One would think, as much as that word is used today with respect to Christians, it would be found repeatedly throughout scripture. However, the reality is, it appears only once in the NIV and twice in the NASV as a brief encouragement for believers to put aside *personal differences and sufferings* for the sake of the Gospel. IT DOES NOT MEAN we are all to piously sit silent while the world's humanists, heretics and homosexuals twist and trash the Word of God to satisfy their own appetites and ambitions.

"Tolerance", as it is most commonly used today, is nothing more than a warm and fuzzy buzzword that was shrewdly employed by globalists to confuse and disarm believers, undermine the Church and contradict everything the Bible teaches about sin from Genesis to Revelation. "Tolerance" was never meant to replace love, righteousness, forgiveness or redemption. It is STILL the will of God that sin be exposed, confessed, repented-of, forgiven or judged...not tolerated for the sake of peace and unity. (Ephesians 5:11) "Tolerance" is not the Gospel of Christ but rather the tactical tool of ambitious men who dream of separating us from our Anchor Stone so we will drift away from "the peace of God which passeth all understanding" into a camouflaged chaos called Globalism.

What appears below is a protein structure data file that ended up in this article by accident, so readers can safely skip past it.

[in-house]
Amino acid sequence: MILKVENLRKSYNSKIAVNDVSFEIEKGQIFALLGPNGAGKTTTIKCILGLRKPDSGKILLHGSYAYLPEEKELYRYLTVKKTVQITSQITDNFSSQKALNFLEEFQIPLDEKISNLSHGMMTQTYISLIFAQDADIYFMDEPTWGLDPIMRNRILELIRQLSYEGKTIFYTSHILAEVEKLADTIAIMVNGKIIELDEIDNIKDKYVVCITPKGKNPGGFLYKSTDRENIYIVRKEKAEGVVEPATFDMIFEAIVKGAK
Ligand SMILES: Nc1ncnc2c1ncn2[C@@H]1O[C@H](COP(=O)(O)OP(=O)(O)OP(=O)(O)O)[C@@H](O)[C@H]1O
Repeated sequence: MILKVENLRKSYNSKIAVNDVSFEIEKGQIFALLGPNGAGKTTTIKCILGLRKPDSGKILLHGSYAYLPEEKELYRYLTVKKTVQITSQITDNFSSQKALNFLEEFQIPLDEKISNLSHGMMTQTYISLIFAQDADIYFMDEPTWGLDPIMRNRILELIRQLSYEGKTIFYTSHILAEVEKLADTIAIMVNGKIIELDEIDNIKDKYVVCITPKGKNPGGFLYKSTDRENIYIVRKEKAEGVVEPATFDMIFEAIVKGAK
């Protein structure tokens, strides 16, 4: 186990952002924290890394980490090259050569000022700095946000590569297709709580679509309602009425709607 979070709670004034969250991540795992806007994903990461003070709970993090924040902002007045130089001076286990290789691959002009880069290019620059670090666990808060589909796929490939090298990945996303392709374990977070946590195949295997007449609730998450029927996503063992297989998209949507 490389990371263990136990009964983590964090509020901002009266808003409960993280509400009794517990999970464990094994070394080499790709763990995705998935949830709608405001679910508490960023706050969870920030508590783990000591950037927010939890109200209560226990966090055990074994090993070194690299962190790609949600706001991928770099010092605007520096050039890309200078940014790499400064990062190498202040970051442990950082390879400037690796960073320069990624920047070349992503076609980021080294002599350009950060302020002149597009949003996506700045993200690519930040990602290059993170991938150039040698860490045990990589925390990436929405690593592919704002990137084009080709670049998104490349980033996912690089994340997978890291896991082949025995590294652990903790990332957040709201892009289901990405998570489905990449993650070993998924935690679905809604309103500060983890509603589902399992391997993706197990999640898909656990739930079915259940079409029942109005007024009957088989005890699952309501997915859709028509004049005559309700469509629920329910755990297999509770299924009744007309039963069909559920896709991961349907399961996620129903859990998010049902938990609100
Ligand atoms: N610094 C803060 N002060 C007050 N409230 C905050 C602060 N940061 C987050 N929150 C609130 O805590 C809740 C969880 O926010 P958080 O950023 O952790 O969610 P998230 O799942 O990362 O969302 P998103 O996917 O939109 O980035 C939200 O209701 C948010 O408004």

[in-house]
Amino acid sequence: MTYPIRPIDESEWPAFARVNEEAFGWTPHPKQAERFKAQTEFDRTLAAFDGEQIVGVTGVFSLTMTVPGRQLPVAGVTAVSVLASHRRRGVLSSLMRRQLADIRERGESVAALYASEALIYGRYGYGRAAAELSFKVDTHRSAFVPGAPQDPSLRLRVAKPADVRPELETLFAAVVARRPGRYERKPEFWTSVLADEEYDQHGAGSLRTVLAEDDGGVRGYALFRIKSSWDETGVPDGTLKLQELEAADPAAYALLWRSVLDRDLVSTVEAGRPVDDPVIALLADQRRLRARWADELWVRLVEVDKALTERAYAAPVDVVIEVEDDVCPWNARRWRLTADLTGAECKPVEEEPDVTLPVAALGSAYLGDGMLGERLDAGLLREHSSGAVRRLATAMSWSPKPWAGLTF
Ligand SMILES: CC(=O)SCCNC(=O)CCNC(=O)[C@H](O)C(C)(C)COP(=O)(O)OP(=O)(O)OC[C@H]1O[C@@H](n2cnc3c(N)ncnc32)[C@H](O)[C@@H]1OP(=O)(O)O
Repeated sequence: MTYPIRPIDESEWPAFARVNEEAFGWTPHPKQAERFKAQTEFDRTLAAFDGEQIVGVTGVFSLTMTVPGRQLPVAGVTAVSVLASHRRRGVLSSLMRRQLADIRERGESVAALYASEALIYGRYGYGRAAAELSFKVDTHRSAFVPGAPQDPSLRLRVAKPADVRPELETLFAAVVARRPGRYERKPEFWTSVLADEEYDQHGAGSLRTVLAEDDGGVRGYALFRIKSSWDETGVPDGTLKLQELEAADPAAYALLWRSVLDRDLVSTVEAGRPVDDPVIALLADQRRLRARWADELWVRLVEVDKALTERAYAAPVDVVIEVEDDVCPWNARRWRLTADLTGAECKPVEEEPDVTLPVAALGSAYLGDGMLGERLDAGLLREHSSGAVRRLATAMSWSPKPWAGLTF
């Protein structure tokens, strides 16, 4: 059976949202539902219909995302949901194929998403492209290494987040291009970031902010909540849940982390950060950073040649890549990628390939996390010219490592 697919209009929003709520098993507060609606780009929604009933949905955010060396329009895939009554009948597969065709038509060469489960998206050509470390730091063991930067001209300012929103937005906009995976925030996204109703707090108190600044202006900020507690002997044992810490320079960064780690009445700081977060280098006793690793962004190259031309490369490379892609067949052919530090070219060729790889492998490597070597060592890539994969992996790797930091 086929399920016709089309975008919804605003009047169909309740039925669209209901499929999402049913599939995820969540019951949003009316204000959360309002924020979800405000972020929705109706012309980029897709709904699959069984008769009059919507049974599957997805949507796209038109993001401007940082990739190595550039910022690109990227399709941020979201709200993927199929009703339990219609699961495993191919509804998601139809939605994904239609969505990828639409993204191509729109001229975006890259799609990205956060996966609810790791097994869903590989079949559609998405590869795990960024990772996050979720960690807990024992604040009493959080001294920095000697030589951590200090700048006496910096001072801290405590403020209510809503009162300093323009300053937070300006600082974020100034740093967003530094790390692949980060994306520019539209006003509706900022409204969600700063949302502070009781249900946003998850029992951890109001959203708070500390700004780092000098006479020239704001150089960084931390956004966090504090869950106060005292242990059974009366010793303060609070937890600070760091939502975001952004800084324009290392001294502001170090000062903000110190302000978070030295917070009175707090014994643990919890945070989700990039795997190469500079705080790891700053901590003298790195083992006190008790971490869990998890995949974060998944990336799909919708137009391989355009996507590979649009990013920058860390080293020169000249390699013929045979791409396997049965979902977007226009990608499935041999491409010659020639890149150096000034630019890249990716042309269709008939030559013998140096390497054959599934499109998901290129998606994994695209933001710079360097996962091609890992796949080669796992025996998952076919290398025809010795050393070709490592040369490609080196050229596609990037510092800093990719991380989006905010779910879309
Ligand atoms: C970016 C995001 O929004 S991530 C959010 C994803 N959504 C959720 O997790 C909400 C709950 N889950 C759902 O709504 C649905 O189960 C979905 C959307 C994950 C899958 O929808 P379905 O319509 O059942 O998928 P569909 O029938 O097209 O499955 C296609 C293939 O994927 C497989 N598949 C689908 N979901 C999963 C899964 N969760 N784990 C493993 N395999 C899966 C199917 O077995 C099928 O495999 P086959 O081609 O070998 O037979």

Below are a few definitions for the word "tolerance" followed by a couple of scriptures that can help you determine for yourself which are new age and which are biblical. The biblical definition is really not that hard to see as long as your choice is consistent with the entirety of scripture.


1. The capacity to endure hardship or pain. (1st Peter 2:19)(Galatians2:20)

2. The endurance of the presence or actions of objectionable persons, or of the expression of offensive opinions. (Proverbs 14:17) (Matthew18:15-17)

3. The capacity for or the practice of recognizing and respecting the beliefs or practices of others. (2nd Corinthians 6:14-18) (James 4:4)

Now simply apply the biblical definition you chose to the only two verses in scripture where the word tolerance appears.